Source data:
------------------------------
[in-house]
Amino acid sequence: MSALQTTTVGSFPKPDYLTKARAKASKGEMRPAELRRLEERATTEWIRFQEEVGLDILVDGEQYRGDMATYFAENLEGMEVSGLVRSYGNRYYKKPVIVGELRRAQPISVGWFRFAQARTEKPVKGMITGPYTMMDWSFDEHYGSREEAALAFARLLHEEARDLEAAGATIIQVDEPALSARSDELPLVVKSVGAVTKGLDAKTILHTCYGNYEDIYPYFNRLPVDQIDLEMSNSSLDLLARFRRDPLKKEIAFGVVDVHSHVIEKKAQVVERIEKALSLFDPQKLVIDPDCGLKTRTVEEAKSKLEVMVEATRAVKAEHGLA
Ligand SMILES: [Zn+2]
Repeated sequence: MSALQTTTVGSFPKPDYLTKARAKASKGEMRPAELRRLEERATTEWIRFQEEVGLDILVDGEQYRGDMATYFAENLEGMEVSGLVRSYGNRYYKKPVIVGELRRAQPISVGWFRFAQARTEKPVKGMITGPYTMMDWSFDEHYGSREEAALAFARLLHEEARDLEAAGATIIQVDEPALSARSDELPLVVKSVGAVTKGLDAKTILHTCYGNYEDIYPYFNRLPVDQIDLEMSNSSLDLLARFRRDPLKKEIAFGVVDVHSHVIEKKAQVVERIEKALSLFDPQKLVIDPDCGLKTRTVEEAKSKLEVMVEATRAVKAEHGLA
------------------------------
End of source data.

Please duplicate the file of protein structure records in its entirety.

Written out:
[in-house]
Amino acid sequence: MSALQTTTVGSFPKPDYLTKARAKASKGEMRPAELRRLEERATTEWIRFQEEVGLDILVDGEQYRGDMATYFAENLEGMEVSGLVRSYGNRYYKKPVIVGELRRAQPISVGWFRFAQARTEKPVKGMITGPYTMMDWSFDEHYGSREEAALAFARLLHEEARDLEAAGATIIQVDEPALSARSDELPLVVKSVGAVTKGLDAKTILHTCYGNYEDIYPYFNRLPVDQIDLEMSNSSLDLLARFRRDPLKKEIAFGVVDVHSHVIEKKAQVVERIEKALSLFDPQKLVIDPDCGLKTRTVEEAKSKLEVMVEATRAVKAEHGLA
Ligand SMILES: [Zn+2]
Repeated sequence: MSALQTTTVGSFPKPDYLTKARAKASKGEMRPAELRRLEERATTEWIRFQEEVGLDILVDGEQYRGDMATYFAENLEGMEVSGLVRSYGNRYYKKPVIVGELRRAQPISVGWFRFAQARTEKPVKGMITGPYTMMDWSFDEHYGSREEAALAFARLLHEEARDLEAAGATIIQVDEPALSARSDELPLVVKSVGAVTKGLDAKTILHTCYGNYEDIYPYFNRLPVDQIDLEMSNSSLDLLARFRRDPLKKEIAFGVVDVHSHVIEKKAQVVERIEKALSLFDPQKLVIDPDCGLKTRTVEEAKSKLEVMVEATRAVKAEHGLA